Ice Cream Dreams

Dear reader,

Spring, and the air here in the mountains is delicious. The flowering trees are white, pink, and violet. Blooms are coming up and we have to mow the damn grass every week. I think I’m going to plant invasives, they seem to do so well. Tons of pollen in the air, but allergy isn’t my problem. I wanted to raise chickens, so I planted a row of eggs every ten inches and about four inches deep. I fertilized and watered them regularly but nothing came up, so I wrote to the county agriculture department, told them my sad story and asked them to solve my dilemma. They came out and took a soil sample. No chickens, but I met some nice people.

Spring is the season when, as a boy, I could always collect the penny deposit on pop bottles and buy a big, side-by-side, double-dip ice cream cone. I took my shoes off about the same time, and none of us boys put them back on until snow fly. There were some 250 people strung along five miles of creek at Keystone, SD. Although lots of them had cows, ice cream was dear because of the sugar rationing during the war. All the men had gone off to fight, and we boys lived like Huckleberry Finn. Work had stopped on Mount Rushmore, and it looks now pretty much like it did then.

Leo Monahan Paper Sculpture

Ice cream cones like these are my fantasy. Ice cream of every color and flavor warms my heart and gives me a headache just above the eyes. The cones here are all 12 colors of the color wheel. Each ice cream and its cone are the same color. The ice cream is outlined with a texture of white to indicate dimension, and the cones have stripes painted in the same color but toned down slightly with a complement. The cones are curved to give dimension and produce soft shadows when viewed or photographed.

A very simple image, but the memories it brings up from my childhood are unforgettable. Like the time I found a 50 cent piece in the dusty street in front of the small post office in Keystone. I went into the post office and showed it to Mr. Manion, the postmaster and only employee. He said that I should buy five, 10-cent saving stamps toward a $25 war bond. We were all saving stamps, and I’ll be damned if I didn’t do it instead of getting a whole bunch of ice cream cones. 50-cents would be like finding a fortune now, if you think back that hamburgers cost a dime in the 40s.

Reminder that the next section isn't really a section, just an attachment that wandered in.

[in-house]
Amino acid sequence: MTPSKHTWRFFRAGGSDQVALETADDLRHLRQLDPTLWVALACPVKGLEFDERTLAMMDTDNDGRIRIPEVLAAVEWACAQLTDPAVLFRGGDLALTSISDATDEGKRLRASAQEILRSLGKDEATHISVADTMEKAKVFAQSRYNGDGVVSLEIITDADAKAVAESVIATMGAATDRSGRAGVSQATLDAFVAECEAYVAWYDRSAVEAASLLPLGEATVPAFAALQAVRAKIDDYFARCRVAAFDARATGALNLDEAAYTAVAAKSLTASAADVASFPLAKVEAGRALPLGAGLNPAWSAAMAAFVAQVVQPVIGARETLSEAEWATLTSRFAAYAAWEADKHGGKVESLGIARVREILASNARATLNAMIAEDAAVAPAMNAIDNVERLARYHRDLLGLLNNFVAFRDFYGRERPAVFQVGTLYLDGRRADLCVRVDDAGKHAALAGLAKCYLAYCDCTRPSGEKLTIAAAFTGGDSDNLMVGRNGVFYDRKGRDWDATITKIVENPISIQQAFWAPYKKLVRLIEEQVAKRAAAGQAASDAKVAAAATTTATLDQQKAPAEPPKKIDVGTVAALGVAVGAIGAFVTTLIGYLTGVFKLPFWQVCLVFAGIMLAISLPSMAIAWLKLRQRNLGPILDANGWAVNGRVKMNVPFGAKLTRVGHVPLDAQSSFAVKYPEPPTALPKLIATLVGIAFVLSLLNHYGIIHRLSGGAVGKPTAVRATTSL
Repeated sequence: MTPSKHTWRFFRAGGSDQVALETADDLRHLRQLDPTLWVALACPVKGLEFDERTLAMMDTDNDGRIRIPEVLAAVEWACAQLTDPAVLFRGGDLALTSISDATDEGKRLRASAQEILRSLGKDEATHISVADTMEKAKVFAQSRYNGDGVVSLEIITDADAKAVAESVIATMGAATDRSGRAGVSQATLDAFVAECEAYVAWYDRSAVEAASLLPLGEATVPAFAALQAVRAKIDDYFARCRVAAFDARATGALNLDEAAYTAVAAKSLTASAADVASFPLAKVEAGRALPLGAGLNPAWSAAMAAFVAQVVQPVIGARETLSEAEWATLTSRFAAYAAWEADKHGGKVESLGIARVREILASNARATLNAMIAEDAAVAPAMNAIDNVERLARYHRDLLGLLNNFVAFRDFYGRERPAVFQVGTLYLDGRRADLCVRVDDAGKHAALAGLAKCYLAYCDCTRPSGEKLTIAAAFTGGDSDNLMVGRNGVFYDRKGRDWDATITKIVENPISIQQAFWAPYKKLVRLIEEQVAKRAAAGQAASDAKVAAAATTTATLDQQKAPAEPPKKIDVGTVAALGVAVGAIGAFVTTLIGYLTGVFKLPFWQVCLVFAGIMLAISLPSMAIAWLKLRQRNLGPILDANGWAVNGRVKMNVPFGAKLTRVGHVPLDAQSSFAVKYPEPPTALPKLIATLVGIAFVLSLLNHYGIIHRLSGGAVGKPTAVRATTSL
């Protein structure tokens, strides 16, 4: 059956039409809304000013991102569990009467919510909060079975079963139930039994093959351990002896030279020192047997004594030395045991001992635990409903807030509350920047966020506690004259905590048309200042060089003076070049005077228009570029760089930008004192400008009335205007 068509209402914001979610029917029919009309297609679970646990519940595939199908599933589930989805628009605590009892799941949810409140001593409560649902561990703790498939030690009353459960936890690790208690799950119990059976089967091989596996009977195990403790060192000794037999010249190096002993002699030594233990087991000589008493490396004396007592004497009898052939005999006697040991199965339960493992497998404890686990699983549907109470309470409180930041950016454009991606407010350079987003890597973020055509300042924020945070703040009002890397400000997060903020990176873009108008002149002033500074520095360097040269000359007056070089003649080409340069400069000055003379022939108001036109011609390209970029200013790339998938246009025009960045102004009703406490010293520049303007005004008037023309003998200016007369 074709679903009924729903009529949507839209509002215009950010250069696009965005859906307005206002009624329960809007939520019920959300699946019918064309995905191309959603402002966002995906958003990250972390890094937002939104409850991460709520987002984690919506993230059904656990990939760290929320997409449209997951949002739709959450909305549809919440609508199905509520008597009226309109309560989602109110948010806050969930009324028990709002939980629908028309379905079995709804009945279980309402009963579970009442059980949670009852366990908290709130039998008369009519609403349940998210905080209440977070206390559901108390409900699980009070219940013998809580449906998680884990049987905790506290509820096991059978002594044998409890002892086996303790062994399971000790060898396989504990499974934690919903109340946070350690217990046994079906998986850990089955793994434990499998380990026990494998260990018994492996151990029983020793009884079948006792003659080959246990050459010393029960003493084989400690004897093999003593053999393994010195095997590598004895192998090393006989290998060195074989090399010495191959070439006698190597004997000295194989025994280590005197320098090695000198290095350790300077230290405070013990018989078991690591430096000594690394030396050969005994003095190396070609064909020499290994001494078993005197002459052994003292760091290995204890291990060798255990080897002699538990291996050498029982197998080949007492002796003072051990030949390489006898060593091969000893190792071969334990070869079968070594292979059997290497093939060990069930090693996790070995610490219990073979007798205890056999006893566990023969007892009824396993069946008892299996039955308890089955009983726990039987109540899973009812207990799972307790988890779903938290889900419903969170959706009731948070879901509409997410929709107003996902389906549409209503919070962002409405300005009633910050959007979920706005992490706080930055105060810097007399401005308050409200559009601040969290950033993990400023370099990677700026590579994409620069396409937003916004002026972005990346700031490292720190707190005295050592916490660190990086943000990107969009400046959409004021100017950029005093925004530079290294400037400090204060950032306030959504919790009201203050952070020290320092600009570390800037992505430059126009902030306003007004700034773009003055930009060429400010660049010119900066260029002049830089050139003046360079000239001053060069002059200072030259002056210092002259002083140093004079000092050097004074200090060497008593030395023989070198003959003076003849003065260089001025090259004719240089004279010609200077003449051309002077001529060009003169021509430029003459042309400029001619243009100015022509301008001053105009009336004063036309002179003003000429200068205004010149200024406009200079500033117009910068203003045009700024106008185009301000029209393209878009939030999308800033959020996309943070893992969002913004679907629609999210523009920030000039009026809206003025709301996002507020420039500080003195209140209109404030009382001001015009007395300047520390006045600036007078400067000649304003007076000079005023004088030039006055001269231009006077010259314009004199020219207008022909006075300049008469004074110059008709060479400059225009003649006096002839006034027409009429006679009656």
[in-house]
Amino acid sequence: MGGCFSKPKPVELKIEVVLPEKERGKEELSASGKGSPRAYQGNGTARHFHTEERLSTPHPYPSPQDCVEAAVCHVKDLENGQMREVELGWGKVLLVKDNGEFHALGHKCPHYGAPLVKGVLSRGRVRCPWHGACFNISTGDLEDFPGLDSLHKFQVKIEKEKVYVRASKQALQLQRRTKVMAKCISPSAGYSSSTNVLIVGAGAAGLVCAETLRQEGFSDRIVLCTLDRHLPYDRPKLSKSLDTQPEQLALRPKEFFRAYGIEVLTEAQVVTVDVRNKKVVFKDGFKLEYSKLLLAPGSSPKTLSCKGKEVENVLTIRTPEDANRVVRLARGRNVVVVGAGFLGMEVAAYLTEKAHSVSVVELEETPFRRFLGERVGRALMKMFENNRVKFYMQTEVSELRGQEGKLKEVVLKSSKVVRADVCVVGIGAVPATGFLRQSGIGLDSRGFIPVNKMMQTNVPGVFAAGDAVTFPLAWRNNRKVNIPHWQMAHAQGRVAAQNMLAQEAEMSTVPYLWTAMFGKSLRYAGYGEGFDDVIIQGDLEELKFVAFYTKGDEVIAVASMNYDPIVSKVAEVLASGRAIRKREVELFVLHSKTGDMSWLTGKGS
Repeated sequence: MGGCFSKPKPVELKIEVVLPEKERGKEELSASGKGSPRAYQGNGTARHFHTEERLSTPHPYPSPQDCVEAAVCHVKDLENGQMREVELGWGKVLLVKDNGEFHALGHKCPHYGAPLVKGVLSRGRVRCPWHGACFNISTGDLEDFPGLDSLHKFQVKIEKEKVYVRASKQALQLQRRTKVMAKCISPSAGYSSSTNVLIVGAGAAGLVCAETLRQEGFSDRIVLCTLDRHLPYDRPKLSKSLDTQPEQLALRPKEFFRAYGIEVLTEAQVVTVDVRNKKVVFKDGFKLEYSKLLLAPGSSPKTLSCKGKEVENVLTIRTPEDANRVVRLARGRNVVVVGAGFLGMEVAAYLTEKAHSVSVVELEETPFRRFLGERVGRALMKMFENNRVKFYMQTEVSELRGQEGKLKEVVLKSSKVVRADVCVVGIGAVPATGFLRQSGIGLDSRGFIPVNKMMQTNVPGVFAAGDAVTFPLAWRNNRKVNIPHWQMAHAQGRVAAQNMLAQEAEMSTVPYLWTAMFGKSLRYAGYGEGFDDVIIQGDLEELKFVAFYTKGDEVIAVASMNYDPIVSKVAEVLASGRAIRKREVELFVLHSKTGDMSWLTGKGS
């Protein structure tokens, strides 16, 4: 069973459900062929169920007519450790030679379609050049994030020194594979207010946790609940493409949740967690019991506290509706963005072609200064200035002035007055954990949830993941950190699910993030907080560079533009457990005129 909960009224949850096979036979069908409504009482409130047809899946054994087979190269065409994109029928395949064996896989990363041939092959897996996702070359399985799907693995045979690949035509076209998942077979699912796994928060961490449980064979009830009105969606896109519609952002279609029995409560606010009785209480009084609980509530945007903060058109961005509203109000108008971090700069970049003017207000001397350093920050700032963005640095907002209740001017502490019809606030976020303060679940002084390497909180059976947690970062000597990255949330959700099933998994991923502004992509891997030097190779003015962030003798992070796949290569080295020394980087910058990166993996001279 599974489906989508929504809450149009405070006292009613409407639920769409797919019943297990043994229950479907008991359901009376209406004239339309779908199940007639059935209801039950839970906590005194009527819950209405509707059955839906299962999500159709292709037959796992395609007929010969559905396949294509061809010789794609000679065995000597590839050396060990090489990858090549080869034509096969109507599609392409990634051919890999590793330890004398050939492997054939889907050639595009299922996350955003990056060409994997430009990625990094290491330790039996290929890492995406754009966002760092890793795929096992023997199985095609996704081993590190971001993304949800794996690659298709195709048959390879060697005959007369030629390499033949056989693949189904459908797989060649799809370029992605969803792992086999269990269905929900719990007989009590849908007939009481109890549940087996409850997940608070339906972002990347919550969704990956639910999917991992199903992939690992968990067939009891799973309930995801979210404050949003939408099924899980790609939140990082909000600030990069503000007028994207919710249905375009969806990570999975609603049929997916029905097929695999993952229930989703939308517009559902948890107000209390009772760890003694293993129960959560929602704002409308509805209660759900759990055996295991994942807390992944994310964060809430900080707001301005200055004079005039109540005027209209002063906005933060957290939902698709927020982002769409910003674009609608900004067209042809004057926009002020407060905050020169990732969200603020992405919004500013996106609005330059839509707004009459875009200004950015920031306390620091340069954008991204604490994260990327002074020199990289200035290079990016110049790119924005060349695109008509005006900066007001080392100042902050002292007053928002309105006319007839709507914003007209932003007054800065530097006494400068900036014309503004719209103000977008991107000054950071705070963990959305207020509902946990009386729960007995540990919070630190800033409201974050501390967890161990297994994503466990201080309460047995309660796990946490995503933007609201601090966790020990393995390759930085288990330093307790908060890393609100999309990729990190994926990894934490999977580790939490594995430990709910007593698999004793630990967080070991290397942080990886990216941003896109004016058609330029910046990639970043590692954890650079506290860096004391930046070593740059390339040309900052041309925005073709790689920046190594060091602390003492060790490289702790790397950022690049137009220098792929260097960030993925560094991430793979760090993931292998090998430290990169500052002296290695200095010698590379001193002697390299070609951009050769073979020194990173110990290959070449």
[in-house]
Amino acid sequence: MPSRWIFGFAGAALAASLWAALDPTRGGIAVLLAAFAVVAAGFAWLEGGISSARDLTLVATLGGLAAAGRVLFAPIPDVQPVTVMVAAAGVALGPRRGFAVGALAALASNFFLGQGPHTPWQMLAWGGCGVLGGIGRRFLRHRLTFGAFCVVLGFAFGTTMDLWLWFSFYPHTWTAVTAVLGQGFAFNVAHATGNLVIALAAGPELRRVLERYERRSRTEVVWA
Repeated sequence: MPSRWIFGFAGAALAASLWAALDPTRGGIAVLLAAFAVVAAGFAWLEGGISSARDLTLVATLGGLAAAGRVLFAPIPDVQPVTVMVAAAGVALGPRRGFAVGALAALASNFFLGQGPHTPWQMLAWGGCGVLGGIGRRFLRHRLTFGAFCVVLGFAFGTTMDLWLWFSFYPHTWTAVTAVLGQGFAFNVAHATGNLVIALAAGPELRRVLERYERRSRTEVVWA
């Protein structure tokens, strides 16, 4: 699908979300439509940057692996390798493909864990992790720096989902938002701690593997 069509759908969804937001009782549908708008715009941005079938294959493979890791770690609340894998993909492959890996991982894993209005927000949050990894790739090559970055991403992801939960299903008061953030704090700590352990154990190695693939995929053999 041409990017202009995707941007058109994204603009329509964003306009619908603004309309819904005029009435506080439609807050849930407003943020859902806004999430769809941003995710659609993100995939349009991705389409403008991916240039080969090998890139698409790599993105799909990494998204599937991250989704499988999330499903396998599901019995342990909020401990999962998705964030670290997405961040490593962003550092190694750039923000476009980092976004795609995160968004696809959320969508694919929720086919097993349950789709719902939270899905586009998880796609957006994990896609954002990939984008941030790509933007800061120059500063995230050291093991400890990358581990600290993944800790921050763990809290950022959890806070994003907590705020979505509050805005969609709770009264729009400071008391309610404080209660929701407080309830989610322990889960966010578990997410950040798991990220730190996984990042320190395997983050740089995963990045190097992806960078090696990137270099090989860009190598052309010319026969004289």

Keystone was an old gold rush town and everything was old, rusty, broken or falling down. A cold mountain “crick” flowed through town and was our main playground; swimming holes in the summer, and ice-skating in winter. There are several lakes in the hills nearby, and we commonly walked six miles to Horsethief Lake to dare each other to swim across. Not me; that was the coldest damn water I can remember. There, tied to trees, were always a lot of beat-up rowboats, half full of water or sunk all together.

I love the texture of age. Rust, corrosion, peeling paint and rot are my palette. This is a small piece, 16 x 20”, and strong direction is not the intent. The conditions, contrasts, textures and story behind the boats are the topic. The colors of the boats are predominantly warm, with some cool accents to enhance the effect. Every form of corrosion that I could devise is in there. The water is dark, intense blue to contrast with the boats and trash on the dock. The colors on the boats and trash are all neutral, while the water, trying to be pure, reflects a summer sky. The sunken boat is strictly for story.

“Fred, dammit! Who let my boat sink like that there? Yours seems to be holding up, piece of crap that it is. Mine’s in better shape, but the sonofabitch is under water, as any boat-sinking idiot can plainly see. Have your boys been playing out here again? Last time they busted the oars. Dammit, where’re those oars anyways?”

“Jimmy, we go through this ever year. Let’s pull it up, get the water out and patch the damn thing up again. Last time I saw the oars, you used them to hold up your chicken house roof. As a fact, where in hell are my oars?

They better not be part of your chicken shed. To hell with it all, it’s too damn hot to be out here. Let’s open a couple of them beers and set awhile.”

“Ok, we’ll go to my place and get the oars later.”

Thanks for visiting me. Same old stuff next time…


Jimmy’s Boat 17.5 x23.5″ is available for $2500 at the Cut, Bend, Fold, ColorColorColor exhibit at the Grovewood Gallery.  The Ice Cream Cones are not available.




8 thoughts on “Ice Cream Dreams

  1. Leo you bring back some memorable times. Not only was a hamburger cheap, cokes were a nickel as I remember. Malts don’t exist today, but were fifteen cents. During the war I saved up my money to buy one piece of bubble gum that cost 50 cents, because rubber was needed for defense. I saved it for almost a year; I didn’t want to chew it up. A buddy offered $1 for it and I sold it. Two weeks later it was going for $2. Will we see these times again?

    Keep up the good work. Tchuess…

  2. You are a great color artist but you have a way with words that just takes us back “there” with you! Thanks for the journey!

  3. when did you learn to write so beautifullyl? so evocatively? I miss you and your wicked wit all the time.

    • Paula.. I miss you too… I’ve been studying and writing for two years… really helps the blogs because I’m writing with an art school education… leo

      • Paula, I know your name, but can’t place you. When did you go to Chouinard? I went between 1953 – 60. I lived with Aaron Cohen, Larry Bell, Dean Cushman, and Bud Lucky and others I can’t remember their names.

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